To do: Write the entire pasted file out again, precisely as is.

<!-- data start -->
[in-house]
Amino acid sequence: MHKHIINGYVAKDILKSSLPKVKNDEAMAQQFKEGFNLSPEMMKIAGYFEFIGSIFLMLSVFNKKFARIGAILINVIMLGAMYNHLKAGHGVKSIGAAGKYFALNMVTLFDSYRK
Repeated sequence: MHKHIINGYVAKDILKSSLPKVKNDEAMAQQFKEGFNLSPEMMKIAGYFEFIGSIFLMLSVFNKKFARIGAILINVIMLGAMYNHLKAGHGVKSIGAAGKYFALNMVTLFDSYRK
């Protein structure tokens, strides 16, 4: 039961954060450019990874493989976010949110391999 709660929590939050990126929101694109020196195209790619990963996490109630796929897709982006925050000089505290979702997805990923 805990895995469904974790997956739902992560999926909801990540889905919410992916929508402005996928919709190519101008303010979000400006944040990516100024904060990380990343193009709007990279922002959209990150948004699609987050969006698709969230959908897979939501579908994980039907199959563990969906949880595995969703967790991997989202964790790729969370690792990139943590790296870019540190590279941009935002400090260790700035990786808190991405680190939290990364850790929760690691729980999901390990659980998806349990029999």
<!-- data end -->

[in-house]
Amino acid sequence: MHKHIINGYVAKDILKSSLPKVKNDEAMAQQFKEGFNLSPEMMKIAGYFEFIGSIFLMLSVFNKKFARIGAILINVIMLGAMYNHLKAGHGVKSIGAAGKYFALNMVTLFDSYRK
Repeated sequence: MHKHIINGYVAKDILKSSLPKVKNDEAMAQQFKEGFNLSPEMMKIAGYFEFIGSIFLMLSVFNKKFARIGAILINVIMLGAMYNHLKAGHGVKSIGAAGKYFALNMVTLFDSYRK
């Protein structure tokens, strides 16, 4: 039961954060450019990874493989976010949110391999 709660929590939050990126929101694109020196195209790619990963996490109630796929897709982006925050000089505290979702997805990923 805990895995469904974790997956739902992560999926909801990540889905919410992916929508402005996928919709190519101008303010979000400006944040990516100024904060990380990343193009709007990279922002959209990150948004699609987050969006698709969230959908897979939501579908994980039907199959563990969906949880595995969703967790991997989202964790790729969370690792990139943590790296870019540190590279941009935002400090260790700035990786808190991405680190939290990364850790929760690691729980999901390990659980998806349990029999």